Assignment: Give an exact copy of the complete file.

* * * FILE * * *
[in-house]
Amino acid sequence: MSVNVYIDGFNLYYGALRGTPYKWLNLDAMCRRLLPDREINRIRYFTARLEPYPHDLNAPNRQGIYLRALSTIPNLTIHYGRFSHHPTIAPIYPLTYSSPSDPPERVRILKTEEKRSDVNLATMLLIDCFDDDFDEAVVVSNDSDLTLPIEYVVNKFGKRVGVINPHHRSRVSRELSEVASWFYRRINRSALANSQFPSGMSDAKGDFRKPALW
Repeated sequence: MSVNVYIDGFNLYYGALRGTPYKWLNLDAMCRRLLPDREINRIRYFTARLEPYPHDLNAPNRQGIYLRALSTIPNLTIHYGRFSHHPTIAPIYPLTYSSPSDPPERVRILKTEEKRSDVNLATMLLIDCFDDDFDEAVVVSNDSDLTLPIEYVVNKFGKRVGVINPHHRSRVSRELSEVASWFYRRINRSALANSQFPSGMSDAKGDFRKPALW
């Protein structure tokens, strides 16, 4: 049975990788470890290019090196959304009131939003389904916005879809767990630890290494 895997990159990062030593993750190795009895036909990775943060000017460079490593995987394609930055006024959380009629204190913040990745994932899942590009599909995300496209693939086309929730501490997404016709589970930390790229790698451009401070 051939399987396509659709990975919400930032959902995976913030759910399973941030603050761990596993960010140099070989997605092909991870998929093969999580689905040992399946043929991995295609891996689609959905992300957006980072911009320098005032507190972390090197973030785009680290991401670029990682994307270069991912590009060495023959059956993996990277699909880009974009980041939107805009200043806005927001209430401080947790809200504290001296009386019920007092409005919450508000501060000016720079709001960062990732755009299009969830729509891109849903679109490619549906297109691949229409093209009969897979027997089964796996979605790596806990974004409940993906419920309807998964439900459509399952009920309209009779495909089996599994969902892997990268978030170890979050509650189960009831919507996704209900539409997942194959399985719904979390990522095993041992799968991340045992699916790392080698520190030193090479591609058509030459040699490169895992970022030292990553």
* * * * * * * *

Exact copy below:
[in-house]
Amino acid sequence: MSVNVYIDGFNLYYGALRGTPYKWLNLDAMCRRLLPDREINRIRYFTARLEPYPHDLNAPNRQGIYLRALSTIPNLTIHYGRFSHHPTIAPIYPLTYSSPSDPPERVRILKTEEKRSDVNLATMLLIDCFDDDFDEAVVVSNDSDLTLPIEYVVNKFGKRVGVINPHHRSRVSRELSEVASWFYRRINRSALANSQFPSGMSDAKGDFRKPALW
Repeated sequence: MSVNVYIDGFNLYYGALRGTPYKWLNLDAMCRRLLPDREINRIRYFTARLEPYPHDLNAPNRQGIYLRALSTIPNLTIHYGRFSHHPTIAPIYPLTYSSPSDPPERVRILKTEEKRSDVNLATMLLIDCFDDDFDEAVVVSNDSDLTLPIEYVVNKFGKRVGVINPHHRSRVSRELSEVASWFYRRINRSALANSQFPSGMSDAKGDFRKPALW
């Protein structure tokens, strides 16, 4: 049975990788470890290019090196959304009131939003389904916005879809767990630890290494 895997990159990062030593993750190795009895036909990775943060000017460079490593995987394609930055006024959380009629204190913040990745994932899942590009599909995300496209693939086309929730501490997404016709589970930390790229790698451009401070 051939399987396509659709990975919400930032959902995976913030759910399973941030603050761990596993960010140099070989997605092909991870998929093969999580689905040992399946043929991995295609891996689609959905992300957006980072911009320098005032507190972390090197973030785009680290991401670029990682994307270069991912590009060495023959059956993996990277699909880009974009980041939107805009200043806005927001209430401080947790809200504290001296009386019920007092409005919450508000501060000016720079709001960062990732755009299009969830729509891109849903679109490619549906297109691949229409093209009969897979027997089964796996979605790596806990974004409940993906419920309807998964439900459509399952009920309209009779495909089996599994969902892997990268978030170890979050509650189960009831919507996704209900539409997942194959399985719904979390990522095993041992799968991340045992699916790392080698520190030193090479591609058509030459040699490169895992970022030292990553």